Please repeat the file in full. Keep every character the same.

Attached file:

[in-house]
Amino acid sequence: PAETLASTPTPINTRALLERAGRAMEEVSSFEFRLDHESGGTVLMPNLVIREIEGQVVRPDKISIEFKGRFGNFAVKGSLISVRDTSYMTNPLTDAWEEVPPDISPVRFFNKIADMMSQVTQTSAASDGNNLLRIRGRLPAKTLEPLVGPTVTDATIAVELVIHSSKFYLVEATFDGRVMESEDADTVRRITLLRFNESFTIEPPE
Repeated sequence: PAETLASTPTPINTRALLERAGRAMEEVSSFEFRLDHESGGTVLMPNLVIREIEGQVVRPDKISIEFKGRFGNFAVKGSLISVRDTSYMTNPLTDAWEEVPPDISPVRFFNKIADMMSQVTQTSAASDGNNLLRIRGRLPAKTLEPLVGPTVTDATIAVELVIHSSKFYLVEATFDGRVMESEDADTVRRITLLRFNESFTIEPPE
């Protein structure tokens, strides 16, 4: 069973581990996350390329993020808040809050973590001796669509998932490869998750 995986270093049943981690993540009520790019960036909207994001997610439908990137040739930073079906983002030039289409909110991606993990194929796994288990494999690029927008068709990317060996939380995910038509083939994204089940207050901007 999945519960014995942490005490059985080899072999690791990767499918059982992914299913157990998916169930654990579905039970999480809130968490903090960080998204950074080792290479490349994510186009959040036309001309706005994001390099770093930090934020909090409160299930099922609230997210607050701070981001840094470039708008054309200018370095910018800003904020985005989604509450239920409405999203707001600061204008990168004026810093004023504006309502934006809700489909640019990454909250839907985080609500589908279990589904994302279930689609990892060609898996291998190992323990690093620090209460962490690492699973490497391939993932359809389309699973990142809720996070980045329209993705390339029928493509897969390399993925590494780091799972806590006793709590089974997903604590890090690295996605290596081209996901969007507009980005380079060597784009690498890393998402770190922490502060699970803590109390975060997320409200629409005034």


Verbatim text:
[in-house]
Amino acid sequence: PAETLASTPTPINTRALLERAGRAMEEVSSFEFRLDHESGGTVLMPNLVIREIEGQVVRPDKISIEFKGRFGNFAVKGSLISVRDTSYMTNPLTDAWEEVPPDISPVRFFNKIADMMSQVTQTSAASDGNNLLRIRGRLPAKTLEPLVGPTVTDATIAVELVIHSSKFYLVEATFDGRVMESEDADTVRRITLLRFNESFTIEPPE
Repeated sequence: PAETLASTPTPINTRALLERAGRAMEEVSSFEFRLDHESGGTVLMPNLVIREIEGQVVRPDKISIEFKGRFGNFAVKGSLISVRDTSYMTNPLTDAWEEVPPDISPVRFFNKIADMMSQVTQTSAASDGNNLLRIRGRLPAKTLEPLVGPTVTDATIAVELVIHSSKFYLVEATFDGRVMESEDADTVRRITLLRFNESFTIEPPE
């Protein structure tokens, strides 16, 4: 069973581990996350390329993020808040809050973590001796669509998932490869998750 995986270093049943981690993540009520790019960036909207994001997610439908990137040739930073079906983002030039289409909110991606993990194929796994288990494999690029927008068709990317060996939380995910038509083939994204089940207050901007 999945519960014995942490005490059985080899072999690791990767499918059982992914299913157990998916169930654990579905039970999480809130968490903090960080998204950074080792290479490349994510186009959040036309001309706005994001390099770093930090934020909090409160299930099922609230997210607050701070981001840094470039708008054309200018370095910018800003904020985005989604509450239920409405999203707001600061204008990168004026810093004023504006309502934006809700489909640019990454909250839907985080609500589908279990589904994302279930689609990892060609898996291998190992323990690093620090209460962490690492699973490497391939993932359809389309699973990142809720996070980045329209993705390339029928493509897969390399993925590494780091799972806590006793709590089974997903604590890090690295996605290596081209996901969007507009980005380079060597784009690498890393998402770190922490502060699970803590109390975060997320409200629409005034």